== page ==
This course is designed for a wide range of R&D engineers and managers from industry, academia, and healthcare settings who are actively engaged in biomedical engineering applications (from hardware development and signal processing to clinical applications). The course will also be of interest to hardware engineers and managers working on wearable device development for mobile and ubiquitous vital-sign monitoring, software engineers and managers working on algorithm development for patient-monitoring applications, and clinical engineers and managers working in hospital environments to support clinical operations. Attendees will gain an in-depth understanding of the functional anatomy and physiology of the cardiorespiratory system from an engineering perspective.

Program Outline: 

Day 1

8:00 – 8:30 am            Breakfast

8:30 – 9:00 am            Welcome, introductions, course objectives, goals for Day 1 – Thomas Heldt

9:00 – 9:30 am            Case presentation – Roger Mark

9:30 – 10:00 am          Functional cardiovascular anatomy and cardiac cycle – Thomas Heldt

10:00 – 10:15 am        Break

10:15 – 11:45 pm        The heart as a pump – Thomas Heldt

11:45 – 12:45 pm        Lunch

12:45 – 2:15 pm          The peripheral circulation – Roger Mark

2:15 – 2:30 pm            Transition to animal lab facility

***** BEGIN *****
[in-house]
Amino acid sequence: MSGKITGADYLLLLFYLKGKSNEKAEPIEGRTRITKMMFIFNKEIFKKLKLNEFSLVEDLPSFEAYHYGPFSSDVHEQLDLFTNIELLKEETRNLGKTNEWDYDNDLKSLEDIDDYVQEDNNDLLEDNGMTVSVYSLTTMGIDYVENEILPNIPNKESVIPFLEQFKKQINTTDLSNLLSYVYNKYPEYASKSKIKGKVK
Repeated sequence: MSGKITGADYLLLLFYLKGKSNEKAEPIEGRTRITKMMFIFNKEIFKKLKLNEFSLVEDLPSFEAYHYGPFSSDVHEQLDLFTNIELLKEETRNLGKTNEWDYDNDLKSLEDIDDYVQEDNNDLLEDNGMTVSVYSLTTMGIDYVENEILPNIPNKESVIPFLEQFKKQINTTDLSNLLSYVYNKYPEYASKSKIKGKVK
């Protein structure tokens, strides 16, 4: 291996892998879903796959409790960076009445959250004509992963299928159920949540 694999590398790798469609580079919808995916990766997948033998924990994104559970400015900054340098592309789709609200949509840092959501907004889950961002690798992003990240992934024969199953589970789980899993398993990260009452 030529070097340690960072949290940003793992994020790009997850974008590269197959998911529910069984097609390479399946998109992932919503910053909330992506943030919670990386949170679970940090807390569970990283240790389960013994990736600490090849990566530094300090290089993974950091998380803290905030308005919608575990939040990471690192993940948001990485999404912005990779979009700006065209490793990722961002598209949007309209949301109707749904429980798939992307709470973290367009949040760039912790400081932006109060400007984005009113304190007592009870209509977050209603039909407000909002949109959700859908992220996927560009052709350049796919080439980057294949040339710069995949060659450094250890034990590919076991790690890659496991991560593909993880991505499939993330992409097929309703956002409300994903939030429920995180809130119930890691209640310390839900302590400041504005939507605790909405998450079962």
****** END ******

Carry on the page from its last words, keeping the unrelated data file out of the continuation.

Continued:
2:30 – 5:30 pm            Anatomy and pathology laboratory – Course staff

5:30 pm                       Adjourn

Day 2

8:00 – 8:30 am            Breakfast

8:30 – 8:45 am            Review of Day 1, goals for Day 2 – Thomas Heldt

8:45 – 10:00 am          The intact circulation – Roger Mark

10:00 – 10:15 am        Break

10:15 am – 12:15 pm  Problem solving session 1 – Course staff

12:15 am – 12:45 pm  Review of problem set – Thomas Heldt

12:45 – 2:00 pm          Lunch

2:00 – 3:00 pm            Cellular electrophysiology – Thomas Heldt  

3:00 – 3:15 pm            Break

3:15 – 4:30 pm            Physical basis of electrocardiography – George Verghese

4:30 – 5:30 pm            Clinical guest lecture

5:30 pm                       Adjourn

6:30 pm                       Course dinner

Day 3

8:00 – 8:30 am            Breakfast

8:30 – 8:45 am            Review of Day 2, goals for Day 3 – Thomas Heldt

8:45 – 10:15 am          Clinical electrocardiography – George Verghese